THE 2ND NYGPS MEETING OF 2020 WITH STEW THORNLEY

THE 2ND NYGPS MEETING OF 2020 WITH STEW THORNLEY

The 2nd NYGPS Meeting of 2020 will take place on Thursday, January 23rd, at 5:30PM, at Finnerty’s. Famed Polo Grounds historian and author Stew Thornley will be our guest speaker. Stew will be talking about his lasts book on the PG’s, The Polo Grounds: Essays and Memories of New York City’s Historic Ballpark, 1880-1963. He previously authored Land of the Giants: New York’s Polo Grounds. This looks to be a great event. Here are the synopsis’ on both books.

https://www.goodreads.com/bo…/show/436209.Land_of_the_Giants

Please bring copies of the books and Stew will gladly autograph them for you if you wish.

Please RSVP me ASAP if you plan on attending. The meeting is only 2 weeks away! Be well, Gary

In addition, Finnerty’s gives us the use of its backroom for the event. For your enjoyment, libations will be available at the Happy Hour rate until 8PM. Drinks specials are:
$5 draft beers
$6 mixed well cocktails
$7 glasses of wine
Please RSVP ASAP to me. All the best, Gary

THE 1ST NYGPS MEETING OF 2020 WITH LINCOLN MITCHELL

THE 1ST NYGPS MEETING OF 2020 WITH LINCOLN MITCHELL

The 1st NYGPS Meeting of 2020 will take place on Tuesday, January 7th, at 6PM, at Finnerty’s. Author Lincoln Mitchell makes a return visit and will be discussing his new book San Francisco Year Zero: Political Upheaval Punk Rock and Third-Place Baseball Team.

https://www.amazon.com/San-Francisco-Year-Zero-Third-Pla…/…/

Here is a synopsis of the book from Amazon.

“San Francisco is a city of contradictions. It is one of the most socially liberal cities in America, but it also has some of the nation’s worst income inequality. It is a playground for tech millionaires, with an outrageously high cost of living, yet it also supports vibrant alternative and avant-garde scenes. So how did the city get this way?

In San Francisco Year Zero, San Francisco native Lincoln Mitchell traces the roots of the current situation back to 1978, when three key events occurred: the assassination of George Moscone and Harvey Milk occurring fewer than two weeks after the massacre of Peoples Temple members in Jonestown, Guyana, the explosion of the city’s punk rock scene, and a breakthrough season for the San Francisco Giants. Through these three strands, Mitchell explores the rifts between the city’s pro-business and progressive-left politicians, the emergence of Dianne Feinstein as a political powerhouse, the increasing prominence of the city’s LGBT community, punk’s reinvigoration of the Bay Area’s radical cultural politics, and the ways that the Giants helped unify one of the most ethnically and culturally diverse cities in the nation.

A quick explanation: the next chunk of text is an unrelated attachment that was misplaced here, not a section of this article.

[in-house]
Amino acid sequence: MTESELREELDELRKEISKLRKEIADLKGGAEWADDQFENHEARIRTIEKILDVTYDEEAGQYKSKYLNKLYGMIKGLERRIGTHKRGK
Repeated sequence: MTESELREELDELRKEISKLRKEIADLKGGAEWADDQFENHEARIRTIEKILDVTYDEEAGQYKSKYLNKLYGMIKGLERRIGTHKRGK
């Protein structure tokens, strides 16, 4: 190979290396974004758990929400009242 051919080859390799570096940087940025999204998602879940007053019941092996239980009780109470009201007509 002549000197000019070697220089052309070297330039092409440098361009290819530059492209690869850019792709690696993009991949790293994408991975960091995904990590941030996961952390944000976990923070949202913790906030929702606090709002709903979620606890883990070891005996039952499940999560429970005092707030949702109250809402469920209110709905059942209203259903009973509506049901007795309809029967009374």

Written from a unique insider’s perspective, San Francisco Year Zero deftly weaves together the personal and the political, putting a human face on the social upheavals that transformed a city.”

Mitchell will be mainly speaking about the Giants of 1983 during his book chat. Autographed books will be for sale as well. He will be accepting cash, checks, Paypal or Venmo.

In addition, Finnerty’s gives us the use of its backroom for the event. For your enjoyment, libations will be available at the Happy Hour rate until 8PM. Drinks specials are:
$5 draft beers
$6 mixed well cocktails
$7 glasses of wine

Please RSVP ASAP to me. All the best, Gary

THIS DATE IN NY GIANTS HISTORY: DECEMBER 20, 1926

DECEMBER 20, 1926
The World Champion Cardinals trade Rogers Hornsby to the Giants for Jimmy Ring and Frankie Frisch, who will play an integral role in the success of the Gas House Gang in the 1930’s after being sent to St. Louis due to a falling out with New York’s manager John McGraw. The trade gets complicated when the ‘Rajah’ refuses to sell his 1,167 shares of the team stock back to the Redbirds at the asking price. (Nationalpastime.com)
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THIS DATE IN NY GIANTS HISTORY: DECEMBER 16, 1954

DECEMBER 16, 1954
Willie Mays becomes the first player to win Most Valuable Player Award in his first full year in the majors when he easily outdistances Reds first baseman Ted Kluszewski for the honor. The 23-year-old Giants center fielder made his big league debut at the end of May in 1951, but missed the last two seasons due to his military service in the U.S. Army. (Nationalpastime.com)
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